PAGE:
He is a great, easygoing man who I do love dearly, and I know he loves me, too. Here is the caveat: We both have grandkids from our previous marriages. I feel as most grandmothers do that my grandkids are the loves of my life. He feels the same about his grandchildren.
When it comes to sitting with the little ones, however, he is over the top. He babysits several days during the week, as well as staying overnight when his kids take a trip. As time goes by, I find myself alone more and more.
We used to do things together during the day (take drives, visit museums, bike, golf, etc.), but now days like that are few and far between. I never say anything because I understand his feelings for his grandchildren, and I don’t want to start any fights or create ill feelings.
Lately, I’ve started noticing other men — I think more out of the need for companionship than anything else. And, yes, I have dated a few other men and have been intimate with two men. I do feel some guilt, but not enough to cease looking.
— Lonely in the Sunshine State
Lonely: Your friend has taken on a new family. His interests have shifted. Because his new interest involves actual physical caretaking for the little loves in his life, you can either join him in this pursuit or find a new golfing partner.
Some grandparents completely suppress their other identities in favor of their role as a grandparent, and while this can be great for the grandkids and their folks — this new avocation will swamp other relationships. He is making choices that serve his interests and passions, and you have the right to do the same.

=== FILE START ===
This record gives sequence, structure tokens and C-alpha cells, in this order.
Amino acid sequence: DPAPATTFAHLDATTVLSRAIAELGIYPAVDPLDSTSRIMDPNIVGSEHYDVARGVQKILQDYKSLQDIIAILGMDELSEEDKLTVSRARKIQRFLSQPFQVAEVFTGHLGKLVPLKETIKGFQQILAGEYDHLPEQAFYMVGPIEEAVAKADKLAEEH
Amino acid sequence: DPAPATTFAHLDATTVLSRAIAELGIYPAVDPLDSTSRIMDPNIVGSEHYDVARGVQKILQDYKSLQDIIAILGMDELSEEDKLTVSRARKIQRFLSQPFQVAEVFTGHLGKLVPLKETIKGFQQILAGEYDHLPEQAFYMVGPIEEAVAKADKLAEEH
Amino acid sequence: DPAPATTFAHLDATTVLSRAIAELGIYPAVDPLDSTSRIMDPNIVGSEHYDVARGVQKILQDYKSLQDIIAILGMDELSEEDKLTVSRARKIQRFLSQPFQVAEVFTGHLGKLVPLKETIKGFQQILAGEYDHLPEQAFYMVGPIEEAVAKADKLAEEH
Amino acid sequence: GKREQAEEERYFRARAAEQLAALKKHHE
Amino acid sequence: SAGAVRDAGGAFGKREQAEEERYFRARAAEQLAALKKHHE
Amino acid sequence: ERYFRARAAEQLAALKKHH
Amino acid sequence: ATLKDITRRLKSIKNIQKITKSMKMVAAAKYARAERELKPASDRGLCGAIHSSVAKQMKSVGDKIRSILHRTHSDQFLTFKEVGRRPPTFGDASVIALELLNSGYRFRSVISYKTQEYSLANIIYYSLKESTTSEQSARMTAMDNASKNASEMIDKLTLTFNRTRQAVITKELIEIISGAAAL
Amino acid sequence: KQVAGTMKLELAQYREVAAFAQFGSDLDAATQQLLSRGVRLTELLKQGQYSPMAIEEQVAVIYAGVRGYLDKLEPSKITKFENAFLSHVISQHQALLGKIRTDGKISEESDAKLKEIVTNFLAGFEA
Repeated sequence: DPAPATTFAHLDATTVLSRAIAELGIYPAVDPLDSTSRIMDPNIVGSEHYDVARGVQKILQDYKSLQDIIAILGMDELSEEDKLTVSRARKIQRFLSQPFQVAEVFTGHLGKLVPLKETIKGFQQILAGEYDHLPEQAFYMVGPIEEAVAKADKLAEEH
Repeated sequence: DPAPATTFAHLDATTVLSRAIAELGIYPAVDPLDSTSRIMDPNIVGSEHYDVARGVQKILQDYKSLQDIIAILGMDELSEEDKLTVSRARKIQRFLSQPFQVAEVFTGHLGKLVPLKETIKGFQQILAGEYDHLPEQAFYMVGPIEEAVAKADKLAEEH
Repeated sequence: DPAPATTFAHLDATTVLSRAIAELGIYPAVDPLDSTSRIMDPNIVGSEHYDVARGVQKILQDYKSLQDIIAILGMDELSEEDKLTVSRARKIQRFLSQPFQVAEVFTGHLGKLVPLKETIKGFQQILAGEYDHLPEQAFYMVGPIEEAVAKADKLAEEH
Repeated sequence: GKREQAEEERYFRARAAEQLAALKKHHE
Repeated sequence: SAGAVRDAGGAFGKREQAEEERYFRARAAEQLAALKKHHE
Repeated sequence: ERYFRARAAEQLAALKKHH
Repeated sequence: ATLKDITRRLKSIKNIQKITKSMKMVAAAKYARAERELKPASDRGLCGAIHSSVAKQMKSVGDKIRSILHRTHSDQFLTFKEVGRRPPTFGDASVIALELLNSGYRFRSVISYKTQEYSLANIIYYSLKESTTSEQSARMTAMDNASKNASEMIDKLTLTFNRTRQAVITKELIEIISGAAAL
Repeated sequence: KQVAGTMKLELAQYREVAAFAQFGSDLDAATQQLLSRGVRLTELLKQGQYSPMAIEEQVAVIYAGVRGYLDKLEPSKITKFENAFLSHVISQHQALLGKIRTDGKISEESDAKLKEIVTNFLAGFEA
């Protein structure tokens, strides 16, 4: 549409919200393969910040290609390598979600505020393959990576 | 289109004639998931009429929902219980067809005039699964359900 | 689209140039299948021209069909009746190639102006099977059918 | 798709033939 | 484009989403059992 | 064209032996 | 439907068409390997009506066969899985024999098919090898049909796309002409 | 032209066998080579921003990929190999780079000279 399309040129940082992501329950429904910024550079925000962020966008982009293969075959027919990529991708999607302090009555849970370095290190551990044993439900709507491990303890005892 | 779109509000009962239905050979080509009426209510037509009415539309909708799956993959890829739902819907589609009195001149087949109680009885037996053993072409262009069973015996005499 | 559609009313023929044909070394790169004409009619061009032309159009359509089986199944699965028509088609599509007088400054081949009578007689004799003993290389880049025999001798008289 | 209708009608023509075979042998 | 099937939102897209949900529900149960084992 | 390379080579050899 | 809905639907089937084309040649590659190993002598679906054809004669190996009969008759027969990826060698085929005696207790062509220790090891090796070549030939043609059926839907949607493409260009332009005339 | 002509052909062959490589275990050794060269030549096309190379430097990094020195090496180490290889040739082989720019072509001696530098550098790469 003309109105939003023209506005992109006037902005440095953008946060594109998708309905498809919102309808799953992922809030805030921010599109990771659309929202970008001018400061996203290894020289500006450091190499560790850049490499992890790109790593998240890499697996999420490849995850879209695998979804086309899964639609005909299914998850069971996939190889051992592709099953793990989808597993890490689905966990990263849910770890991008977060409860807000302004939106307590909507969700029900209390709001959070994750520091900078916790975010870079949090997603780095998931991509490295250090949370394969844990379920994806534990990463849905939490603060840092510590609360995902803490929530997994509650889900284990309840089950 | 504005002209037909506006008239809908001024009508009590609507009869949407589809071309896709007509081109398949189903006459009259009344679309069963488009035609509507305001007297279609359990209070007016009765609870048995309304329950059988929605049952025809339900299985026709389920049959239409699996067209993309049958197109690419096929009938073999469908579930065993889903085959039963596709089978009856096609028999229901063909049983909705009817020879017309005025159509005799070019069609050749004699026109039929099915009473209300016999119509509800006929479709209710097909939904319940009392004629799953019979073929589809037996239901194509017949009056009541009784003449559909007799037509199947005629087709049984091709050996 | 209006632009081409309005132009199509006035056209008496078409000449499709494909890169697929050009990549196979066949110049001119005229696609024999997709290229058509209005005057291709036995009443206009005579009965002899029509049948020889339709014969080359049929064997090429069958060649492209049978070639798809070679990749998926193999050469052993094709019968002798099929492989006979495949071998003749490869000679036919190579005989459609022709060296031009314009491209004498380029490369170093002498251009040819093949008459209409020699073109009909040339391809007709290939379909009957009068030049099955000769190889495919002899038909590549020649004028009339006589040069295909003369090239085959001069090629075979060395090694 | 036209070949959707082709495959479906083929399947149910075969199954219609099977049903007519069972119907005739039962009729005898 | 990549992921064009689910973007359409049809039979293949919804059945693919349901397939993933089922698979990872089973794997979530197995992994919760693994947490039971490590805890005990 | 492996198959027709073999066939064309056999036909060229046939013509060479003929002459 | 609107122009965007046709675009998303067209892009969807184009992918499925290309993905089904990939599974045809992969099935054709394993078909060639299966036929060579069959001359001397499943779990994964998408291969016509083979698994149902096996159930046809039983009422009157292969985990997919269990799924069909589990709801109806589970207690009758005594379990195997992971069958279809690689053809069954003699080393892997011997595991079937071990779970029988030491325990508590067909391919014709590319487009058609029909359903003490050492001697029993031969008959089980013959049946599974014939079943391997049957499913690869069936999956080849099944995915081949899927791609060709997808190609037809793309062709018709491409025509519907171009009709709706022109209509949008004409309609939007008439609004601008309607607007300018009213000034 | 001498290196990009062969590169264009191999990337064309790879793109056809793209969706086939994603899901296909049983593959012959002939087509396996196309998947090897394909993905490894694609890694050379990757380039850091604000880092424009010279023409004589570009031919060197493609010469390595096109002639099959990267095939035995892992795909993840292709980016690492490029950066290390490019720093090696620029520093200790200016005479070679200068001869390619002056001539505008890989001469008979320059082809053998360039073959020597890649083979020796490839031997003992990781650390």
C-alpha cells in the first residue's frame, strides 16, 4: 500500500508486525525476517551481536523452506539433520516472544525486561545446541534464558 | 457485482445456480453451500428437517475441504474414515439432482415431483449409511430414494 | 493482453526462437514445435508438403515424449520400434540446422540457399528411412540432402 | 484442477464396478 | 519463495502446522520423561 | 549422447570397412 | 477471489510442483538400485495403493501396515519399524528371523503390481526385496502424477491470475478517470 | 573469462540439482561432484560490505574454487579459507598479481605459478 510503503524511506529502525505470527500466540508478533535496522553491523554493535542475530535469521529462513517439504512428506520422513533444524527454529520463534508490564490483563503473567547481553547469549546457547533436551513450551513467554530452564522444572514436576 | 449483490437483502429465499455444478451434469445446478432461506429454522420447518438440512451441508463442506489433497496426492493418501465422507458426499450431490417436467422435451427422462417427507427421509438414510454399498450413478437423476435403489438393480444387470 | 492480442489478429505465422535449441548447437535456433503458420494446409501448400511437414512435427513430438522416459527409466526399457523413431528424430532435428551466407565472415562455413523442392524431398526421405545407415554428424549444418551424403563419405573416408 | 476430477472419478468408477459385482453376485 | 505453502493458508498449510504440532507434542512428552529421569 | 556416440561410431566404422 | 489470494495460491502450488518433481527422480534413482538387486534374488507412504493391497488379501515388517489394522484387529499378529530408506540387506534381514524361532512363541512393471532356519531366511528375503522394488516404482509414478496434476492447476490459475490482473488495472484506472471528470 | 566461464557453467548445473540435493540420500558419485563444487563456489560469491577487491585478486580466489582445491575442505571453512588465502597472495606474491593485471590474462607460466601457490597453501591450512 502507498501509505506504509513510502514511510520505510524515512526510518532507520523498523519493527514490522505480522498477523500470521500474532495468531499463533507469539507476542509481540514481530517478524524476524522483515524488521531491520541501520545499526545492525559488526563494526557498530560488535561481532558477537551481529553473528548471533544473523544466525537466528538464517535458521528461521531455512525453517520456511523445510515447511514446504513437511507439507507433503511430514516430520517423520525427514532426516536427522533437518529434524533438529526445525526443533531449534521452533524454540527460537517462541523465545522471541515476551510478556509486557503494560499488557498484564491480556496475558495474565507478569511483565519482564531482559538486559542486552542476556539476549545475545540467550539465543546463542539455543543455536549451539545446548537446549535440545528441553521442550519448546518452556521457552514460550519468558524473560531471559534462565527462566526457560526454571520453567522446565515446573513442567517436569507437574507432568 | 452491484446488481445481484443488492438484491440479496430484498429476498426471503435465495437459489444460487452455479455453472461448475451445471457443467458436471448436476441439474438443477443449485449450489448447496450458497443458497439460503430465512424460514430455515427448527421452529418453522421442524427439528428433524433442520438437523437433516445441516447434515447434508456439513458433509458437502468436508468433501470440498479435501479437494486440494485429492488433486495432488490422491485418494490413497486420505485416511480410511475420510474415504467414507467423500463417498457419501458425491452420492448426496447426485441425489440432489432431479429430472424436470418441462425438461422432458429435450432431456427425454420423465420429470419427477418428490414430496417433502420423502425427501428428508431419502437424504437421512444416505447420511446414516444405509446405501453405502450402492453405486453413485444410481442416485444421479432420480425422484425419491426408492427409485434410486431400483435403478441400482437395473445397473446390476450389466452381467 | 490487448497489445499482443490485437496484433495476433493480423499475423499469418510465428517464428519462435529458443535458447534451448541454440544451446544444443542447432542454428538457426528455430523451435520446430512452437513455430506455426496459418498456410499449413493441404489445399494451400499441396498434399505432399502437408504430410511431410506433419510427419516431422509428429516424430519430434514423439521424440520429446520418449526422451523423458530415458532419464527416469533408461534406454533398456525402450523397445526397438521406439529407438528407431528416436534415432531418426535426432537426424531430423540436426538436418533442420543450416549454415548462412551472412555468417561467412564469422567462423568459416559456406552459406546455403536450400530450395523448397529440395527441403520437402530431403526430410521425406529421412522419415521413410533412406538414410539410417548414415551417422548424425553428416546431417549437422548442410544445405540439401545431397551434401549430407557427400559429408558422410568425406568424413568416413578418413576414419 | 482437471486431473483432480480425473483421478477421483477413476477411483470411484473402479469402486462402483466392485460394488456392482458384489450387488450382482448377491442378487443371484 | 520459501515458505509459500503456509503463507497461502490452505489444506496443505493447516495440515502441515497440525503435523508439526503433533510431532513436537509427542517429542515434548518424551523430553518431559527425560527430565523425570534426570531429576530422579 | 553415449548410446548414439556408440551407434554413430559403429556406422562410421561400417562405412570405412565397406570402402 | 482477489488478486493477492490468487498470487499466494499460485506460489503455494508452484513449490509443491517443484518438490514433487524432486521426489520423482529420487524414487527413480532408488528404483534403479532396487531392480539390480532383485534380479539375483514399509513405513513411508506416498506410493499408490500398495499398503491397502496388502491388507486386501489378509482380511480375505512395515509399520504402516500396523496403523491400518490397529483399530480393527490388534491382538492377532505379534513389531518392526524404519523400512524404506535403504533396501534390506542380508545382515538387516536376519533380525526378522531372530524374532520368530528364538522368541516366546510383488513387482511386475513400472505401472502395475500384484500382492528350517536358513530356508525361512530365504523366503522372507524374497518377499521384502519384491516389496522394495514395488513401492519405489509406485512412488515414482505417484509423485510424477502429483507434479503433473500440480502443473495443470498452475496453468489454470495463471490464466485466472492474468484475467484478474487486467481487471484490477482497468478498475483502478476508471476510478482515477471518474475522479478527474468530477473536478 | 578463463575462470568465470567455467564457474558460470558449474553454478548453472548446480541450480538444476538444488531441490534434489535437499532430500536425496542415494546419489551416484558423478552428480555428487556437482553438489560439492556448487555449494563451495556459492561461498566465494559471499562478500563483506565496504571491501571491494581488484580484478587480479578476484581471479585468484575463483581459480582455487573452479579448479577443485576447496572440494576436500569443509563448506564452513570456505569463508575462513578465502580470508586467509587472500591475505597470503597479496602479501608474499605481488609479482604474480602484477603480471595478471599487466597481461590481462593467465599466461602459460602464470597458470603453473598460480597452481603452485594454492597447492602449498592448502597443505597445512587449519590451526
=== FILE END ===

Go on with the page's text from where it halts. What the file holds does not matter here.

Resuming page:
You are already engaging in pursuing other companion-relationships, and the way not to feel guilty about this is to tell this man the truth.
Dear Amy: I am a grown woman, in my 60s, very happily married.
I have been infertile my entire life (that, in itself, is a long story) due to medical complications early in life, and I have never handled the situation of my infertility well at all. My husband has a grown son from his first marriage.
I recently struck up a friendship with a lovely younger woman. We have many things in common, despite the difference in age. She is married and has a young child. She has always said she only wanted one child, but recently has started talking about having a second.
If she does, I will be unable to be happy for her because I have never been capable of being genuinely happy for any expectant mother (because it never happened for me). Please don’t recommend counseling. I have tried it in the past, and it does not help. I want to be happy for her, but I can’t, and this is breaking my heart.
— Can’t Get Past the Hurt
Can’t Get Past: I wonder if a counselor has ever told you that it is not necessary for you to be happy (genuinely or otherwise) for a pregnant woman. All you need to do is to accept it as a fact of this woman’s life, along with accepting the feelings this brings up in you.
One way to cope with challenging emotions is to recognize them when they arise, to accept the reasons behind them and to allow yourself to feel them, understanding that they will subside. It would help if you explained your history to your friend. You can tell her that pregnancy brings up complicated emotions for you.
If you find you are ruminating excessively (it sounds as if you are), then talking it through with a counselor really would be in order, even if you believe it hasn’t helped in the past.
Dear Amy: “Angry Mom” was a little too upset that her teenage son was “excluded” from a trip some of his friends took.
You should have advised her to tell him what an entitled little brat he is. You were far too kind.
Upset: Helping teens to process their feelings — without denigrating them — is a way to encourage resiliency.
© 2023 by Amy Dickinson. Distributed by Tribune Content Agency.